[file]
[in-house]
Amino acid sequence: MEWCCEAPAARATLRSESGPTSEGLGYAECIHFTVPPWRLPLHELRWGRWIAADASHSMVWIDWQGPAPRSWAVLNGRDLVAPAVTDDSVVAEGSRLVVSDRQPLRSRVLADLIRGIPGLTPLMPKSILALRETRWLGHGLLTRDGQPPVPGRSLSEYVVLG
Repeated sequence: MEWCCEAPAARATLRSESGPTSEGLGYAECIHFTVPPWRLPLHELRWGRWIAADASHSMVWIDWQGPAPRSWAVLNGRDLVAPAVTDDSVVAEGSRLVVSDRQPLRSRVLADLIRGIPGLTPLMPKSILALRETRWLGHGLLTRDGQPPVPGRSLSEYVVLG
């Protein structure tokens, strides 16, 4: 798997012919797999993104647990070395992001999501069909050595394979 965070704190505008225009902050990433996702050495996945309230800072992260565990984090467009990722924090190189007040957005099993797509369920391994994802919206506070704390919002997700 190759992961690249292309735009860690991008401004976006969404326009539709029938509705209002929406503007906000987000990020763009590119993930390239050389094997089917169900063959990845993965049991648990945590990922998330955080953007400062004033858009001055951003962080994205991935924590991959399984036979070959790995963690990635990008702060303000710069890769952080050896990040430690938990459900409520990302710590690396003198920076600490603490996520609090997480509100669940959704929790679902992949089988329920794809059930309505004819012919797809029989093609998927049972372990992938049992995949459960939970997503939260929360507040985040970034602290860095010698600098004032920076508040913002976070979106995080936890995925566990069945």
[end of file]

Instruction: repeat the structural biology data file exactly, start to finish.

[in-house]
Amino acid sequence: MEWCCEAPAARATLRSESGPTSEGLGYAECIHFTVPPWRLPLHELRWGRWIAADASHSMVWIDWQGPAPRSWAVLNGRDLVAPAVTDDSVVAEGSRLVVSDRQPLRSRVLADLIRGIPGLTPLMPKSILALRETRWLGHGLLTRDGQPPVPGRSLSEYVVLG
Repeated sequence: MEWCCEAPAARATLRSESGPTSEGLGYAECIHFTVPPWRLPLHELRWGRWIAADASHSMVWIDWQGPAPRSWAVLNGRDLVAPAVTDDSVVAEGSRLVVSDRQPLRSRVLADLIRGIPGLTPLMPKSILALRETRWLGHGLLTRDGQPPVPGRSLSEYVVLG
């Protein structure tokens, strides 16, 4: 798997012919797999993104647990070395992001999501069909050595394979 965070704190505008225009902050990433996702050495996945309230800072992260565990984090467009990722924090190189007040957005099993797509369920391994994802919206506070704390919002997700 190759992961690249292309735009860690991008401004976006969404326009539709029938509705209002929406503007906000987000990020763009590119993930390239050389094997089917169900063959990845993965049991648990945590990922998330955080953007400062004033858009001055951003962080994205991935924590991959399984036979070959790995963690990635990008702060303000710069890769952080050896990040430690938990459900409520990302710590690396003198920076600490603490996520609090997480509100669940959704929790679902992949089988329920794809059930309505004819012919797809029989093609998927049972372990992938049992995949459960939970997503939260929360507040985040970034602290860095010698600098004032920076508040913002976070979106995080936890995925566990069945």